are thinking around competency based education,
might be affected in this debate that’s happening right now? – Yeah, I actually… I’m writing a paper right
now with my colleague, for the American Enterprise Institute, on competency based
education and its regulation. You now, this is an area… and Joseph (mumbles) is a great person to ask this question too as well. This is an area that has taken off despite kind of all of the regulatory road blocks. And when we were doing our research, one thing that really shocked me was how creative the
institutions that are leading on competency based education are creating these crosswalks into credit hours. ‘Cause you have to get
to credit hours somehow. I mean, even if you’re using
another pathway to aid, you still have to get there somehow. And it was kind of this
light bulb moment for me. ‘Cause I was thinking, “Wow,
these folks are so creative.” Because this bureaucratic process sucks. And they’re just finding,
they’re dancing around it. So I do think competency based education is gonna be part of the
overall conversation in HEA. But I don’t think it’s
gonna be a central topic. There are so many issues
with the system right now. There are so many programs. It costs so much money. And you know, even just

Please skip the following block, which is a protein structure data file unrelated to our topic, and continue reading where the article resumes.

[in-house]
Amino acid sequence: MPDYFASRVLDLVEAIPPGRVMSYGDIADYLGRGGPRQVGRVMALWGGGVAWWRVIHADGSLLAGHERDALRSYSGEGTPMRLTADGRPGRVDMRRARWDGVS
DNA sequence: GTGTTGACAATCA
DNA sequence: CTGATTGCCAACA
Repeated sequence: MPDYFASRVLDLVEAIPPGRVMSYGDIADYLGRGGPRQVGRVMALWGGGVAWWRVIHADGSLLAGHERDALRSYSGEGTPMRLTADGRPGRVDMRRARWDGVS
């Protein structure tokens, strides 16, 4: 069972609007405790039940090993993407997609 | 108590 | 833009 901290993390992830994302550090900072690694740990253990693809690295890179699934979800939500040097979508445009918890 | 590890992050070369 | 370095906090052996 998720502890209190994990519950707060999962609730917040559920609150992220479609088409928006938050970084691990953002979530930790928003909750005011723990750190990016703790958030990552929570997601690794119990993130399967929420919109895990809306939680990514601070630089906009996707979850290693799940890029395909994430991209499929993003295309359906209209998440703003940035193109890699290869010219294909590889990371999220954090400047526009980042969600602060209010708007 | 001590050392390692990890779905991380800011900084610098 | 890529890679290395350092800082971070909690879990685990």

the issue of accreditation. Everyone seems to be
frustrated with accreditation. But no one seems to
know what to do with it. I think we are going to
spend a lot of time trying to figure out, what do
you do with accreditation? Which, of course, has a huge impact on competency based education. So I think they’re gonna
really roll up their sleeves in a lot of areas, but I don’t think directly at competency
based education will be one. However, there was the
competency based law that passed the House last year. And I think it was unanimous, or like one or two votes against it. So obviously this is something, I mean, even in the current House
environment, everyone likes. So it will make its way in there. I just, I wouldn’t expect, you know, on the cover of the New
York Times, you know, President Obama signs
into a law, you know, competency based
education, re-authorization of the Higher Education Act. I think it’s gonna be a second tier issue. – Alright, I think that’s… I’m gonna… I’m gonna say thank you to Chris Murray.
– [Chris] Thank you so much. – For coming and giving us an awesome lesson.
– [Chris] Thank you everybody. (applause) – Higher education legislation. Thank you very much
Chris, thanks for coming. I’m gonna try and keep us on track, but we are due a break. So we’re gonna take a 15 minute break. And then we’ll return here
to talk with Joseph South from the Department of Education. So, short break everybody.